Then MTR to Central and looking at the fountains and Christmas decorations and nice restaurants and round in circles while we find the bus to Stanley (turns out the buses are underneath the plaza). The bus switchbacks up over the hill and down along the coast to Repulse Bay (where one apartment building has a whole for the dragon to fly through and a new semicircular building looks a perfect Bond villain headquarters) and then stops just above Stanley, which runs downhill to the sea. The market is a long covered alley of stalls and shops, with tat, silk and everything in between. The promenade will be lovely when they finish building it: for now it's a building site. The Tin Hau temple is dark with gleams from the statues: the skin of a tiger shot in Stanley in years gone by has turned black with age and incense smoke.
Stanley Main Street is Spanking Monkey Sportsbar territory, with fish and chips and Carlsberg on offer. We eat thai at Murray House, an imposing granite mansion that used to be on the site of the Bank of China (the spikey building) and was moved brick by brick.
Back on the bus, through Repulse Bay and round to Aberdeen, where factories line the streets, high rise flats line the harbour and sampans ply between the fishing boats, ferry piers and the giant floating restaurants; they aren't many houseboats left but it's still wooden boats side by side with the modern city. We watch three men practice tai chi with swords. Fish eagles hover over almost any waterfront in Hong Kong but they hover more and swoop lower over the fish market. Flocks of white herons fly the length of the harbour and mynah birds chatter past us to roost in deafening hordes in the trees. It gets dark early in the tropics and the sky turns pink soon after five.
The express bus back to Central goes through the tunnel, with colour-coded times for standard routes. A golden dragon curls up at one intersection, balancing a pearl on his tongue: at the back of an arcade is a tiled wall of dragons. We take the weirdly thin double decker tram back to Causeway Bay: all the windows are open and after the heat of the day it's a balmy evening. After a quick rest at the hotel we head out to the night market on Temple Street. Think Berwick Street market on steroids and acid: tightly crowded stalls selling shiny hair clips, torches, t shirts, jade, dildos, kimonos, hats, bags, pirate DVDs and a hundred other things. We follow the guidebooks instructions on haggling and probably still overpay but we're happy.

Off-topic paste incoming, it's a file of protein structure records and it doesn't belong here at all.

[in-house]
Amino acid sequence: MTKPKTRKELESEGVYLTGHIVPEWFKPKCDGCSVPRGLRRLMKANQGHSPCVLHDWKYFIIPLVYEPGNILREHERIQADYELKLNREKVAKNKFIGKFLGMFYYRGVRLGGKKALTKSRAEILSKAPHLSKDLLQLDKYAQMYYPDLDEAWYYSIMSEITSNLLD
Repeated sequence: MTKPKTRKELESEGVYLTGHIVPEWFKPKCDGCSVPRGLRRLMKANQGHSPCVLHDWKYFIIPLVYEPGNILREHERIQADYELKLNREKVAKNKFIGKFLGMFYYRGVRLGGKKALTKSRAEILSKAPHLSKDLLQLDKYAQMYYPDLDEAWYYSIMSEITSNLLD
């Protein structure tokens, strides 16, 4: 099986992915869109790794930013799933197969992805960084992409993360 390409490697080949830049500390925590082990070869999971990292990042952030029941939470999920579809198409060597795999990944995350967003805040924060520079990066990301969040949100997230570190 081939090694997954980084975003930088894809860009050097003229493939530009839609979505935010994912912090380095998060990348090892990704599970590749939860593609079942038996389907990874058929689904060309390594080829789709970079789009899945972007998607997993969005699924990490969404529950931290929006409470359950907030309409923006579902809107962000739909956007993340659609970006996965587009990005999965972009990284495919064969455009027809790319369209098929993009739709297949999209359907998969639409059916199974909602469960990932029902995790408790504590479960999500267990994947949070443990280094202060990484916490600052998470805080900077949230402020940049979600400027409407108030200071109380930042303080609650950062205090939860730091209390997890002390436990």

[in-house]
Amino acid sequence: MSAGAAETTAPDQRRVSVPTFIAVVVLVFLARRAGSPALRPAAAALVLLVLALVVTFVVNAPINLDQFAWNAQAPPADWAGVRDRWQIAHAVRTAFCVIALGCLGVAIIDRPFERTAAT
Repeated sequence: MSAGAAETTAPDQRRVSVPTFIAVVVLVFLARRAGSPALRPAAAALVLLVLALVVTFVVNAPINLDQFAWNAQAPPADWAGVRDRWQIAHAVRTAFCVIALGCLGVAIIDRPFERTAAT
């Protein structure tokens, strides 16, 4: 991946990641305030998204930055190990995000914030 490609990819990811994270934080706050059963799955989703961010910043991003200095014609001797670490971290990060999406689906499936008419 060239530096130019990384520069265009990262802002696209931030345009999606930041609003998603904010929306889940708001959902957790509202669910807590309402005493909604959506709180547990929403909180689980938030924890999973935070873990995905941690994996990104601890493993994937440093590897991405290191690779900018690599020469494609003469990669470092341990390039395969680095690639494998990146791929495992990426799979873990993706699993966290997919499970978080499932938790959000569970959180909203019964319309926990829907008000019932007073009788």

There are plenty of restaurants with tables on the pavement. We stop at one with a tout who looks like the bad guy in Kung Fu Hustle and have crab and prawns with cashew nuts and fried rice and choi sum (which last redeems us of whatever it is that the tout complains of about the prawns). Delicious: and less disturbing than the wiggling mantis prawns on plates, or the frogs I see under a bushel or the clams that stick their tongue out at us. Enormous bottles of Tsing Tao appear and it turns out we're thirsty!